Being the only person on an equestrian team can make it tough to get noticed.
Just ask Fenton’s Nadine Lessard.
“A lot of my friends know (I compete on the equestrian team), but it’s not really a very publicized sport,” Lessard said. “It doesn’t even have a page in the yearbook.”
If Lessard continues her success from earlier in the season at the state meet, however, she could end up getting some notoriety.
Lessard, who has already won a district and regional championship, will compete in the Class D state equestrian meet starting on Thursday. She’ll compete in 16 classes over those days on her two horses — Bowen, a 17-year old Arabian, and Smokes, an 11-year old Quarterhorse.
This is the second time Lessard’s name has made up everyone on the team. Last season during her junior year, she also qualified for the state meet as a one-person team. During her freshman and sophomore years the team was five and four people in size, respectively.
“It’s a lot to take in during your junior year,” Lessard said. “Now I kind of have the hang of it.”
Participants compete in many different classes. Each class has specific events within that class. First, there are the showmanship classes and then the English classes. Jumping classes follow and saddle seat classes are after that. Finally, there are western classes and gymkhana classes. There are 16 events within the classes overall. Lessard will split the events between the horses based on their abilities.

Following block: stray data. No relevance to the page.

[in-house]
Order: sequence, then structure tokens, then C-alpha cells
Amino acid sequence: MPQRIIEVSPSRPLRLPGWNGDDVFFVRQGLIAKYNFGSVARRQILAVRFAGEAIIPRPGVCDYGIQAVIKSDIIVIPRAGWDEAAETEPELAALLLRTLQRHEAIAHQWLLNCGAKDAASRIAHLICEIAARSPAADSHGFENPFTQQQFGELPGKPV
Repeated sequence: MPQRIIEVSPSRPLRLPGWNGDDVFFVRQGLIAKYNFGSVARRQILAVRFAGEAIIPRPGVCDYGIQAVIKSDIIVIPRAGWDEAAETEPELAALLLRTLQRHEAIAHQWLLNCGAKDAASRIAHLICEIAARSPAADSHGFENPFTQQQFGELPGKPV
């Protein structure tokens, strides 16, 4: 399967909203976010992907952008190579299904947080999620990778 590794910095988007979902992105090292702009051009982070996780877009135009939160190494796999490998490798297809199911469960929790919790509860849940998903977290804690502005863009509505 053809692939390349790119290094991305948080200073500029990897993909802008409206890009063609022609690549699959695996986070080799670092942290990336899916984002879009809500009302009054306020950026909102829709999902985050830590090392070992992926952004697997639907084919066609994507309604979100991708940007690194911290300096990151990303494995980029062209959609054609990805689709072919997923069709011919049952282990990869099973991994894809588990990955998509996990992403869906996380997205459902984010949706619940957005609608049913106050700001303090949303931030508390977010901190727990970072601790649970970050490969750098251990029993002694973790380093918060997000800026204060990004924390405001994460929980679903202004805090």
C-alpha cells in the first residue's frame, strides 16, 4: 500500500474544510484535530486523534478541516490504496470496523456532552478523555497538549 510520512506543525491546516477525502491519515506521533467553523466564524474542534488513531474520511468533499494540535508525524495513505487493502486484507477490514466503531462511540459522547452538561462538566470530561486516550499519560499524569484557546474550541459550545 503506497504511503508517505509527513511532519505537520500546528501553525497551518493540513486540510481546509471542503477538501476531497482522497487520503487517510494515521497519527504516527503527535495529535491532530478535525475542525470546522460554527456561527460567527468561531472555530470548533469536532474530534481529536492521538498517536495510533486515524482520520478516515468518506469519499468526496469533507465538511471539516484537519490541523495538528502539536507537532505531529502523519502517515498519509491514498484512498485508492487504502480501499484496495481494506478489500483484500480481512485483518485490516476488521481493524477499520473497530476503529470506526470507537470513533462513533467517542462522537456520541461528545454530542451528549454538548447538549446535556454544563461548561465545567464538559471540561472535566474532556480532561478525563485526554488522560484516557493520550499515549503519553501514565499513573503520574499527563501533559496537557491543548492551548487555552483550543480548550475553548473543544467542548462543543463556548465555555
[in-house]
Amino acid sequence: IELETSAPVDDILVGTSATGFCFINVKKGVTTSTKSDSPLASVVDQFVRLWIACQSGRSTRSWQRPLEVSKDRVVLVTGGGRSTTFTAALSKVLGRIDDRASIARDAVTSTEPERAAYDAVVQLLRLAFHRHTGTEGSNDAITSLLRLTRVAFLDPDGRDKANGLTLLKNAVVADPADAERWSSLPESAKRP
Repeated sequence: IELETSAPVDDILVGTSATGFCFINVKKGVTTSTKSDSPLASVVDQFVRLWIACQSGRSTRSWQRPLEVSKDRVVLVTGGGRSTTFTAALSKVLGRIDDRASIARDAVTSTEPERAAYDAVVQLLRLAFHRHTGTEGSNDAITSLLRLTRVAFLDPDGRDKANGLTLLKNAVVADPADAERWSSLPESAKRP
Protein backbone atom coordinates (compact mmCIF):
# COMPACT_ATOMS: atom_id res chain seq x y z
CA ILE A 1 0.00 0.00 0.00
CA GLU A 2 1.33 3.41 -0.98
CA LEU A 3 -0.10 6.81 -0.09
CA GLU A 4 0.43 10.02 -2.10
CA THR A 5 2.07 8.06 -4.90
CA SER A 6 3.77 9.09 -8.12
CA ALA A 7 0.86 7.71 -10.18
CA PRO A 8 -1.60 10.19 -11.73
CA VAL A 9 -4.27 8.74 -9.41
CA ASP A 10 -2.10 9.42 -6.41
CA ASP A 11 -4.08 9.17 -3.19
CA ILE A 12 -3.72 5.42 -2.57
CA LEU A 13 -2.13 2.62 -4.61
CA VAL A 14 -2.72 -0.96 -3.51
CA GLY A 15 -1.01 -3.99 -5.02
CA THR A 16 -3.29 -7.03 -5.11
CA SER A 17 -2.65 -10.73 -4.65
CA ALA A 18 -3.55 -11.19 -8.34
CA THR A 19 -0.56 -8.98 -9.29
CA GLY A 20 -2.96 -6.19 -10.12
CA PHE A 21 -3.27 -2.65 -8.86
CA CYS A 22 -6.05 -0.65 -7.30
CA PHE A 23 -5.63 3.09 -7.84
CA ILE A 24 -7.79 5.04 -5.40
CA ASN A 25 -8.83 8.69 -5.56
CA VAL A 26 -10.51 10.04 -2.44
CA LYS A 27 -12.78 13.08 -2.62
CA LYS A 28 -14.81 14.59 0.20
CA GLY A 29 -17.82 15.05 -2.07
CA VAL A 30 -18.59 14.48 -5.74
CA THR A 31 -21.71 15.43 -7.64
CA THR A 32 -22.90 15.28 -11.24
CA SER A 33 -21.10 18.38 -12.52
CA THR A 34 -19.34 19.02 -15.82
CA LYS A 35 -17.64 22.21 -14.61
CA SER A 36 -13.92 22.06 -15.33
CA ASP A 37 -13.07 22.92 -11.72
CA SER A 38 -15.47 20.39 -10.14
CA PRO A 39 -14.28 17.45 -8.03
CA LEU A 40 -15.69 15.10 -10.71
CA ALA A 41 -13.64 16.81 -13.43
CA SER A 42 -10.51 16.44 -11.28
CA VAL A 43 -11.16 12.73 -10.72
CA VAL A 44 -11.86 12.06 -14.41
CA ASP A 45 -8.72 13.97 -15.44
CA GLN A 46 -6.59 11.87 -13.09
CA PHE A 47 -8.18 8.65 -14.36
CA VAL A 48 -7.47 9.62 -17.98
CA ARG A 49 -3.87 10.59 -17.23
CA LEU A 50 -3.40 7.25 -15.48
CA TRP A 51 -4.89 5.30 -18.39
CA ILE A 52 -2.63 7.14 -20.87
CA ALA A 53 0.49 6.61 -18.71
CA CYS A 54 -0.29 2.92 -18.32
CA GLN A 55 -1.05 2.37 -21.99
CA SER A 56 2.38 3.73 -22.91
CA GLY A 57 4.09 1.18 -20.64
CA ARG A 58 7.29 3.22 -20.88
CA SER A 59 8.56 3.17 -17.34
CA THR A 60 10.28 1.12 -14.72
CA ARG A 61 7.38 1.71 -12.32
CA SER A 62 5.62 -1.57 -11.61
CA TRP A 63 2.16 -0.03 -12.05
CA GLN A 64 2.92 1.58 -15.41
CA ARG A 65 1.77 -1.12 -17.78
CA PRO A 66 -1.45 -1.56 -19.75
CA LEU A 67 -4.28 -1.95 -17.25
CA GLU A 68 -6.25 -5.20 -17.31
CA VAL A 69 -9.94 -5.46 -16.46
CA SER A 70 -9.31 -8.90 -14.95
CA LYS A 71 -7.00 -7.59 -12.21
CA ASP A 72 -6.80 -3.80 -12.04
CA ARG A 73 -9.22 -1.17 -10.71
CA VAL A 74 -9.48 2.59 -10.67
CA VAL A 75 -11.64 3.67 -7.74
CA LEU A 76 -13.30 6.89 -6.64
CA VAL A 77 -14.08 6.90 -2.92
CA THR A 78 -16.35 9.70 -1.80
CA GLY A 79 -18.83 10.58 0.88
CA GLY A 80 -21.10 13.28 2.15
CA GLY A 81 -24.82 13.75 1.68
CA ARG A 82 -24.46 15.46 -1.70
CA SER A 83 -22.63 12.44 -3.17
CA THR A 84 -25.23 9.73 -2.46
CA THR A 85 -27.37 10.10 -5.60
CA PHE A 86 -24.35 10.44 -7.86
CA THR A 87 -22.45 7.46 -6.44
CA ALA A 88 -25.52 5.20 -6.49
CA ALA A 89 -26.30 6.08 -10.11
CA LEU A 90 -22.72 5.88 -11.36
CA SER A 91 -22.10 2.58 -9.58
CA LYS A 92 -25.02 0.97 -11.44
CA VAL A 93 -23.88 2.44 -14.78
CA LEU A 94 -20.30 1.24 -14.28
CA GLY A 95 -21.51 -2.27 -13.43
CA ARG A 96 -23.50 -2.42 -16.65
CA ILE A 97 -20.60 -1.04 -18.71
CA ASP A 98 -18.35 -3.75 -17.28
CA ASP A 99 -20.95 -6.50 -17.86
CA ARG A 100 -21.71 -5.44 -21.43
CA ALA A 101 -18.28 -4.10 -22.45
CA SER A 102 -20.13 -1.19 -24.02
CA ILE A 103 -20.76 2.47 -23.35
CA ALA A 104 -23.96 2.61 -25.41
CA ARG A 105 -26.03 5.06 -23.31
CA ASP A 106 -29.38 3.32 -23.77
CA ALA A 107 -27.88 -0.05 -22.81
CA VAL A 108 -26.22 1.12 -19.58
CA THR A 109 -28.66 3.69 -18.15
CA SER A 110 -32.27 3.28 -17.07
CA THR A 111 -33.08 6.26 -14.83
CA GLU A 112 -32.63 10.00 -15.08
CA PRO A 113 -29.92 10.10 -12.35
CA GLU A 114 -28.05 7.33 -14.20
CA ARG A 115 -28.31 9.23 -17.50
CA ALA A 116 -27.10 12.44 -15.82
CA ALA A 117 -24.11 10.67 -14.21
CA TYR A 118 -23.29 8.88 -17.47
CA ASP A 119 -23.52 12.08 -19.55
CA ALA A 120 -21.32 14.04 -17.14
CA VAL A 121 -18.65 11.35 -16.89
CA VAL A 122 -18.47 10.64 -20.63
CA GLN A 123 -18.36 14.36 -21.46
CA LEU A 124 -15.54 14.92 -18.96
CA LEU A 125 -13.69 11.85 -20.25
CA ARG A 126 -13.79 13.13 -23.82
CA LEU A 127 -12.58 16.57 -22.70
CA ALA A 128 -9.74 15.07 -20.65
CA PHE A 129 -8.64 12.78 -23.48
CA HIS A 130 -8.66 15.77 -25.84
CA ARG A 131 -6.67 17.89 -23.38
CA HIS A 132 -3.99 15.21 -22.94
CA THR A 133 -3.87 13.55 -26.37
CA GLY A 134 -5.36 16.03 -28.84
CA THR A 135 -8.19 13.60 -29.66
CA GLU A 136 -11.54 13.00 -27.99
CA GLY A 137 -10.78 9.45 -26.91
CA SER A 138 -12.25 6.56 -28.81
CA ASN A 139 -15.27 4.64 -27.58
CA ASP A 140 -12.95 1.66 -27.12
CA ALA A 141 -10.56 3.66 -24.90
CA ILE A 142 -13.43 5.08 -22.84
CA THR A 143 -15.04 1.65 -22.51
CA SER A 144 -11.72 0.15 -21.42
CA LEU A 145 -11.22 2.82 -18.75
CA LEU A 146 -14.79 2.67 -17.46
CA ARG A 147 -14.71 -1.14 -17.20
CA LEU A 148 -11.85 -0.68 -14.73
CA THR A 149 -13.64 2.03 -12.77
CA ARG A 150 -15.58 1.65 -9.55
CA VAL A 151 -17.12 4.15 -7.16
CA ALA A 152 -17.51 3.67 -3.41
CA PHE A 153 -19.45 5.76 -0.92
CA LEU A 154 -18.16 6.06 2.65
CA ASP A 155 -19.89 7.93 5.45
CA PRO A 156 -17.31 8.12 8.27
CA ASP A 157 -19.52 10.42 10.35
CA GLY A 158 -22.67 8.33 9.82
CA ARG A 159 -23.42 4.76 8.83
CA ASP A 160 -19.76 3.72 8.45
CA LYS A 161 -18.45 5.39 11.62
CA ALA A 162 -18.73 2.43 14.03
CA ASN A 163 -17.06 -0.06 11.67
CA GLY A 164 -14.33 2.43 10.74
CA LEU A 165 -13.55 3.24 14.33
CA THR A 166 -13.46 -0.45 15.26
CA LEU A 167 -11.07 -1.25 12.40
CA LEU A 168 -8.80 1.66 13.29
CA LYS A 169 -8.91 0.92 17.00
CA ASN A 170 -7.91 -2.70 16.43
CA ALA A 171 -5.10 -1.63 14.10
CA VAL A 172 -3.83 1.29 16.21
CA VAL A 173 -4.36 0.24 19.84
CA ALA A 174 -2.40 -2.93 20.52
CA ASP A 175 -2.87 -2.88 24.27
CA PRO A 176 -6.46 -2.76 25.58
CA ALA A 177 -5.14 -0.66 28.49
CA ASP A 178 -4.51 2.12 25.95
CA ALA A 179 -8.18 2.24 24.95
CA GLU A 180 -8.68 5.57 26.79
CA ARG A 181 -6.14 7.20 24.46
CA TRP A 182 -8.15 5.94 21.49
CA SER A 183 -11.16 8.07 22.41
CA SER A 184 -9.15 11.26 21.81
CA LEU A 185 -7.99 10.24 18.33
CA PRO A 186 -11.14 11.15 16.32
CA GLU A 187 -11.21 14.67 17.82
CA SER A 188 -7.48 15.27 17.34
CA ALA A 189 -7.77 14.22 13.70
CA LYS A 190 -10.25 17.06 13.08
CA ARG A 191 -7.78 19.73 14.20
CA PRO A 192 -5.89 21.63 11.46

“Even though he’s 17, Bowen acts like a 2-year old,” Lessard said. “He has a lot of energy. I’m borrowing Smokes from a neighbor. I’ve trained a lot of hours with Smokes the last two-and-a-half years.”
Lessard, who has been riding horses since she was 3 and started showing horses when she was 7, will compete against teams that are like-size, either one or two competitors large. That helps her cause. Because while larger teams have more competitors to use in all the events, Lessard is by herself.
“It’s crazy, but at regionals I had to compete in all the events in two days and in districts in one day,” Lessard said.
Until last year, the Fenton squad has never made it beyond districts. Lessard has lofty goals for this season.
“Last year the competition at regionals was really tough and I barely made it out of regionals,” Lessard said. “This year I’ve come a long ways and both of the horses are doing really well. I’m confident but I don’t want to get cocky about it. I (won the regional championship) by quite a bit point spread, so I was pleased.”
Lessard said equestrian is a unique sport.
“I love the commitment in it,” Lessard said. “Not only do you as an athlete have to be fit, but you have to work with a 1,000-pound animal that will do anything for you. It’s so rewarding.”